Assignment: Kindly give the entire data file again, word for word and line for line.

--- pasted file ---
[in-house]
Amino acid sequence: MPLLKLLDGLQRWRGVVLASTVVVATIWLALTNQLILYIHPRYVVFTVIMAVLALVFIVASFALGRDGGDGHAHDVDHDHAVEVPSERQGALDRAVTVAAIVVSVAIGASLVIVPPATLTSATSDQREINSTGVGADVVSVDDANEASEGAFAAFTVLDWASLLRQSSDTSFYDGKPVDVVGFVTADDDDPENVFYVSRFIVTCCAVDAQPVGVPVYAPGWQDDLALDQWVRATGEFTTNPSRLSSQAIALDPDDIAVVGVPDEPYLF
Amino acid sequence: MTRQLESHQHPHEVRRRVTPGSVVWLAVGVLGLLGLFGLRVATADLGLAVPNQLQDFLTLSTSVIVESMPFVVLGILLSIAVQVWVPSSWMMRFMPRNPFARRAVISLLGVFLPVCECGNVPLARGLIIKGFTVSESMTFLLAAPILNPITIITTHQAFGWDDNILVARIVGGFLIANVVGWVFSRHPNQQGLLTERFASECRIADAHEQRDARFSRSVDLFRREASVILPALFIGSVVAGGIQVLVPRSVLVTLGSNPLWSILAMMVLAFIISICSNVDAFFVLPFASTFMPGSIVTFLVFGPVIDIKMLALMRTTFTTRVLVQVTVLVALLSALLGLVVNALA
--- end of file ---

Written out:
[in-house]
Amino acid sequence: MPLLKLLDGLQRWRGVVLASTVVVATIWLALTNQLILYIHPRYVVFTVIMAVLALVFIVASFALGRDGGDGHAHDVDHDHAVEVPSERQGALDRAVTVAAIVVSVAIGASLVIVPPATLTSATSDQREINSTGVGADVVSVDDANEASEGAFAAFTVLDWASLLRQSSDTSFYDGKPVDVVGFVTADDDDPENVFYVSRFIVTCCAVDAQPVGVPVYAPGWQDDLALDQWVRATGEFTTNPSRLSSQAIALDPDDIAVVGVPDEPYLF
Amino acid sequence: MTRQLESHQHPHEVRRRVTPGSVVWLAVGVLGLLGLFGLRVATADLGLAVPNQLQDFLTLSTSVIVESMPFVVLGILLSIAVQVWVPSSWMMRFMPRNPFARRAVISLLGVFLPVCECGNVPLARGLIIKGFTVSESMTFLLAAPILNPITIITTHQAFGWDDNILVARIVGGFLIANVVGWVFSRHPNQQGLLTERFASECRIADAHEQRDARFSRSVDLFRREASVILPALFIGSVVAGGIQVLVPRSVLVTLGSNPLWSILAMMVLAFIISICSNVDAFFVLPFASTFMPGSIVTFLVFGPVIDIKMLALMRTTFTTRVLVQVTVLVALLSALLGLVVNALA